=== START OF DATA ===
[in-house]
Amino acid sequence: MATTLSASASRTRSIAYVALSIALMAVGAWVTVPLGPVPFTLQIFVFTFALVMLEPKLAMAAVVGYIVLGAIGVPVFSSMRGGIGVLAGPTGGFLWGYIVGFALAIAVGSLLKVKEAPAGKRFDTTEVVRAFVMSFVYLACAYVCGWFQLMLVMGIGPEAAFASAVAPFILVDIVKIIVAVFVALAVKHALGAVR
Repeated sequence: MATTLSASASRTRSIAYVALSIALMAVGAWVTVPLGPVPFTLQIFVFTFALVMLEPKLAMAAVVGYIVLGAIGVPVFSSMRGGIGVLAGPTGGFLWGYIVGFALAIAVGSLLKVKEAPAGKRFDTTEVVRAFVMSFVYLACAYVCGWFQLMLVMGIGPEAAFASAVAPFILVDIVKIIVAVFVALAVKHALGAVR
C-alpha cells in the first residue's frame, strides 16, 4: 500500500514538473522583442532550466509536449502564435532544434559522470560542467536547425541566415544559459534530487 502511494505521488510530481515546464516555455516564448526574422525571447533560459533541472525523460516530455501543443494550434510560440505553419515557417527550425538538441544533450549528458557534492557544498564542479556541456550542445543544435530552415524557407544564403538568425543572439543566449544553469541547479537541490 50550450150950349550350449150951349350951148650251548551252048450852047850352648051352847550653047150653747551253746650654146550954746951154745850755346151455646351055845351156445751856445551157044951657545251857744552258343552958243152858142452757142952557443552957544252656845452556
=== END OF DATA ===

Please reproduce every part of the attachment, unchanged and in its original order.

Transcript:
[in-house]
Amino acid sequence: MATTLSASASRTRSIAYVALSIALMAVGAWVTVPLGPVPFTLQIFVFTFALVMLEPKLAMAAVVGYIVLGAIGVPVFSSMRGGIGVLAGPTGGFLWGYIVGFALAIAVGSLLKVKEAPAGKRFDTTEVVRAFVMSFVYLACAYVCGWFQLMLVMGIGPEAAFASAVAPFILVDIVKIIVAVFVALAVKHALGAVR
Repeated sequence: MATTLSASASRTRSIAYVALSIALMAVGAWVTVPLGPVPFTLQIFVFTFALVMLEPKLAMAAVVGYIVLGAIGVPVFSSMRGGIGVLAGPTGGFLWGYIVGFALAIAVGSLLKVKEAPAGKRFDTTEVVRAFVMSFVYLACAYVCGWFQLMLVMGIGPEAAFASAVAPFILVDIVKIIVAVFVALAVKHALGAVR
C-alpha cells in the first residue's frame, strides 16, 4: 500500500514538473522583442532550466509536449502564435532544434559522470560542467536547425541566415544559459534530487 502511494505521488510530481515546464516555455516564448526574422525571447533560459533541472525523460516530455501543443494550434510560440505553419515557417527550425538538441544533450549528458557534492557544498564542479556541456550542445543544435530552415524557407544564403538568425543572439543566449544553469541547479537541490 50550450150950349550350449150951349350951148650251548551252048450852047850352648051352847550653047150653747551253746650654146550954746951154745850755346151455646351055845351156445751856445551157044951657545251857744552258343552958243152858142452757142952557443552957544252656845452556